Republican-led Congress scores worst in history
Do you want more of this? I sure don’t.
Voters are well-advised to approach the future elections by selecting Congressional candidates that sign up to collaborate and reach consensus. We need the most qualified individuals – people who are successful in their own right and capable of governing.
Reject incumbents – remember in November.
“Congress is ending the year with an approval rating of 11 percent. That's the lowest they've dipped in the 30 years that Gallup has been asking Americans to rate them. And this isn't some one-time drop. As Gallup notes, it's been going on all year: "This earns Congress a 17% yearly average for 2011, the lowest annual congressional approval rating in Gallup history."
That's all the more extraordinary because 2011 hosted a new congress following a wave election. Tired of Democrats, Americans ushered in Republicans. Tired of career politicians, they opted, in many districts, for outsiders. Tired of establishment Republicans, they looked for Tea Party conservatives. Fast forward a year and Americans are tired, historically tired, of this congress, too.
Part of that is the grinding recovery from the financial crisis, of course. But check the headline leading the Washington Post today: "House Republicans intent on killing Senate payroll tax cut deal." That sort of thing isn't helping. And, increasingly, I'm hearing from sources who think the payroll tax really might expire, at least for a month or two. That's really not going to help. That's when the 112th Congress stops being bad at its job and becomes an active impediment to the recovery. That's when it literally begins taking money out of people's paychecks because Republicans refused to extend a tax cut -- a tax cut! -- unless they also got an oil pipeline.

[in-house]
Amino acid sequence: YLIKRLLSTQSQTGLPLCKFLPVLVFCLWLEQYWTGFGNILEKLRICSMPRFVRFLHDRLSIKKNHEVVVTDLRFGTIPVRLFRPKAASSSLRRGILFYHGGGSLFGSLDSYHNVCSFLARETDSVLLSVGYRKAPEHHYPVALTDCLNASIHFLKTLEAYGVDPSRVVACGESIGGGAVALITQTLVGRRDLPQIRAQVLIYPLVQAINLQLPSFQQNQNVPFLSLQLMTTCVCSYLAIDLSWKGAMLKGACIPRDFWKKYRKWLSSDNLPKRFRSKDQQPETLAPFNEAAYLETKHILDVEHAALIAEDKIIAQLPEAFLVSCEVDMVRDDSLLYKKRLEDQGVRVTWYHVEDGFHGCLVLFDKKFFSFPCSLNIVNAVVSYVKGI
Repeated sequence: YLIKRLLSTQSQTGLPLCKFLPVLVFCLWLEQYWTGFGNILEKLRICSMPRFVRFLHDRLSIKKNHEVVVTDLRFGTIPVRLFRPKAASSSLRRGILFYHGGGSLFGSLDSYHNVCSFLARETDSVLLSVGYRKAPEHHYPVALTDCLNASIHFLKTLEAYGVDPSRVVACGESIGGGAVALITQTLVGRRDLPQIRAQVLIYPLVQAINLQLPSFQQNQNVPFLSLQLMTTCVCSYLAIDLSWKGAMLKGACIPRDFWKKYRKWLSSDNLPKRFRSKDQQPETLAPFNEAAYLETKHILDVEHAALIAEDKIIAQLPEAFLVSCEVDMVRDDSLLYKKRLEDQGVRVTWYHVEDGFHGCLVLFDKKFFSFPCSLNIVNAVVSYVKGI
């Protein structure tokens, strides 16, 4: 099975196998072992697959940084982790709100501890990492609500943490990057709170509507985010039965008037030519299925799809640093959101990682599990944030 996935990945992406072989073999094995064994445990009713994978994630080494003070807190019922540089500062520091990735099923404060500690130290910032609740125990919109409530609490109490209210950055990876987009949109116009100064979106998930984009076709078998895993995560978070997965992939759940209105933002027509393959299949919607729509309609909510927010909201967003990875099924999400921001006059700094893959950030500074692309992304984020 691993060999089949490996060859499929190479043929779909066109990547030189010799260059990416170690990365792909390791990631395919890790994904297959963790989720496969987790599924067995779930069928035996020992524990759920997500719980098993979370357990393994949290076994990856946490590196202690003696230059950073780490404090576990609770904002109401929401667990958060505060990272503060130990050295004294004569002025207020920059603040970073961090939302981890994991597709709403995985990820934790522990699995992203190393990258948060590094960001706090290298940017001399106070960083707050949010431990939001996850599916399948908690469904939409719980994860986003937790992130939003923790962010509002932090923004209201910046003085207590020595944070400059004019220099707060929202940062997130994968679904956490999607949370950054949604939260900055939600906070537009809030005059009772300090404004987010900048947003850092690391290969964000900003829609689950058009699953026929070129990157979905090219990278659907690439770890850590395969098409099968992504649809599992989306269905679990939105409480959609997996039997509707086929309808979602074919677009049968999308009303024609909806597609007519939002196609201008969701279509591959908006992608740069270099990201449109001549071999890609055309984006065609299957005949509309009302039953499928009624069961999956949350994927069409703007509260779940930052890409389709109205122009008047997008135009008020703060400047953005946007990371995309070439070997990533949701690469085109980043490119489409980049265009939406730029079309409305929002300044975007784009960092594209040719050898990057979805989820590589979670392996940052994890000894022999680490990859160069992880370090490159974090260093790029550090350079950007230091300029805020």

This sort of gridlock is bad for the president, too, of course. Obama's job approval, according to Gallup, is 42 percent. That's low. If the Republican strategy is to break Washington so badly that voters want to throw everyone out, they're well on their way. But there are a lot of incumbent Republicans included in that "everyone." Right now, InTrade gives Democrats a 30 percent chance of retaking the House in 2012. If money begins disappearing from paychecks next month, expect that to skyrocket. It will be, for ordinary voters, the most painful in a long list of failures that includes August's debt-ceiling debacle, March's near-government shutdown, and, by November 2012, any number of other items. That's going to be a hard record for majority legislators to get reelected on.
For a year now, House Republicans, working off their experience in 2010, have legislated as if they have more to fear from conservative primary challenges than from the frustrated, moderate voters who decide many general elections. That strategy has left them the most disliked Congress in the history of polling. If they keep it up for another 11 months, they may well come to learn they were wrong.”
Via the Washington Post